“[That the universe is spatiotemporal in its fundamental nature] is in doubt in present-day physics and cosmology…. Note that if temporality goes, i.e. not just spacetime but temporality in any form, then experience also goes, given that experience requires time. One of the fine consequences of this is that there never has been any suffering. But no theory of reality can be right that has the consequence that there never has been any suffering.”
G. Strawson, Consciousness and its place in nature, p. 9.
It doesn’t at all follow from the fact that time isn’t fundamental that the concept “time” doesn’t get at something real about the world. After all, very few of the items in our ontology are fundamental. I see no reason to think that whatever reconstruction is in order for our concept of time wouldn’t likely preserve “suffering” in its pertinent respects.
I mostly provided the quote because I liked his invocation of the reality of suffering as a metaphysical constraint upon theory. But you raise an interesting possibility. Suppose time isn’t fundamental, but emerges out of some more basic structure. What then would we say about time? We could say that it only seems to be real (which is what GS would conclude), or that it is real, but not as real as the more basic thing (so time is like a rainbow or an economy — real, but emergent from things that are more real).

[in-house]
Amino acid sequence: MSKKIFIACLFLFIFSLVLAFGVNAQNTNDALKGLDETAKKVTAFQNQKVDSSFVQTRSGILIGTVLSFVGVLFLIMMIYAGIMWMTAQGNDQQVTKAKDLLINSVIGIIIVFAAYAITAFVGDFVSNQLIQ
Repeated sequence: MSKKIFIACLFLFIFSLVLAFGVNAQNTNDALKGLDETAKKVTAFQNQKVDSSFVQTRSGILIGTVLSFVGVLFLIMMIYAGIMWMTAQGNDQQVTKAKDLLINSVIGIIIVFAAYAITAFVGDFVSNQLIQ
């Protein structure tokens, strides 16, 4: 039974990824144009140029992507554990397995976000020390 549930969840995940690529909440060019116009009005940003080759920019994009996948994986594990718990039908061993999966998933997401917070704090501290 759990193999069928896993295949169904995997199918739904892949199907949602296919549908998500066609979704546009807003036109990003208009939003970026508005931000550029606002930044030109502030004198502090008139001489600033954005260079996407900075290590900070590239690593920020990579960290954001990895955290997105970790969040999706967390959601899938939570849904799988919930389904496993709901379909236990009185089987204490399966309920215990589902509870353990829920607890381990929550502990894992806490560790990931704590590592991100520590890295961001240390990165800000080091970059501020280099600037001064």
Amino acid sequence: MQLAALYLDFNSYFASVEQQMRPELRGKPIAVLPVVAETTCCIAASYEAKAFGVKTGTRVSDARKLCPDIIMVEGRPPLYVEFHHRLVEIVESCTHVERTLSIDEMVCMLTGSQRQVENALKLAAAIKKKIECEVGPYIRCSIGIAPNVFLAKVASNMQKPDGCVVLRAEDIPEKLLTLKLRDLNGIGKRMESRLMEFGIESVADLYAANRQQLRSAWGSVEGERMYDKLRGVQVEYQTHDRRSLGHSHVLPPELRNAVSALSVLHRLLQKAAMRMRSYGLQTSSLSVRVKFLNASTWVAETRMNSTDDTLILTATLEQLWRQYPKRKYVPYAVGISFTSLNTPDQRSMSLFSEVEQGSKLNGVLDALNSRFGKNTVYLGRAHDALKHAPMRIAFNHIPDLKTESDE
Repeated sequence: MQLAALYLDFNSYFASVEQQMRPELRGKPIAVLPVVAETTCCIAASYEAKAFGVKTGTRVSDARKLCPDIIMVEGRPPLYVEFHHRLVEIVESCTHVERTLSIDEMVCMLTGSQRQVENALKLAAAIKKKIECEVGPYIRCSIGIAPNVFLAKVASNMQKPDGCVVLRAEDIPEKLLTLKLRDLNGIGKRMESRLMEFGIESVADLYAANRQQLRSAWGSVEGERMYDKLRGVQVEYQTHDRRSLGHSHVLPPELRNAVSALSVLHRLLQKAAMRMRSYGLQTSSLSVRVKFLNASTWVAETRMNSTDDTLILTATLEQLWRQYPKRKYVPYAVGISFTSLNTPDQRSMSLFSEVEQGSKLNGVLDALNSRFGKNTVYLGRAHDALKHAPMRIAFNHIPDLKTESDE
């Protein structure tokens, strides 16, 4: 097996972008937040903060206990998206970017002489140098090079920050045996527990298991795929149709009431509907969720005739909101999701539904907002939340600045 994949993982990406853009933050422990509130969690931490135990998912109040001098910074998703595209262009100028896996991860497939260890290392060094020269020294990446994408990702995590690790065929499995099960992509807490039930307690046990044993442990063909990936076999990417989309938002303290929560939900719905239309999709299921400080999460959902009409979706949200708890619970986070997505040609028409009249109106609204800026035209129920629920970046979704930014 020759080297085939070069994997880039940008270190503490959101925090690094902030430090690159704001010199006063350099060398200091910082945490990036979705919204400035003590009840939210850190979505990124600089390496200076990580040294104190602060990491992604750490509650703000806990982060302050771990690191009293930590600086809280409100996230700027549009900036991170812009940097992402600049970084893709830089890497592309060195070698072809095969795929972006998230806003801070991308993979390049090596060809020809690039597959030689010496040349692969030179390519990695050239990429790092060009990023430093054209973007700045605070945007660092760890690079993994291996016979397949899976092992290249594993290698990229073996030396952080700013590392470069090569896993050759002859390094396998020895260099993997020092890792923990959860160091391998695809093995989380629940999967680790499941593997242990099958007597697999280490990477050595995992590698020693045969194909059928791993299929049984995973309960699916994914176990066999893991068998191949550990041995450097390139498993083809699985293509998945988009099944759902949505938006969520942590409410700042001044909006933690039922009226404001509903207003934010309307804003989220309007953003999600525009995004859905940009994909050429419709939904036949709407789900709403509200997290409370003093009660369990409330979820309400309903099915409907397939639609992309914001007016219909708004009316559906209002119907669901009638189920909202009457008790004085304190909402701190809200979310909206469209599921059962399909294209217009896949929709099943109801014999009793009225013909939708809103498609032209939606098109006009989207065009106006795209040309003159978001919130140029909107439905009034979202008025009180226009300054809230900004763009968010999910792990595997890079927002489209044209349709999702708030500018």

Where does that leave experience? If time only seems to be real, then so too with experience, I guess, and so too with suffering (absurd result). If time is real but not most real, then so too with experience and suffering. We would be left saying that experiences of suffering are real, but not as real as something in which / of which / for which “suffering” cannot possibly apply. The Spinoza side of me can live with this. The side that listens to Ravel and Brahms, alas, cannot.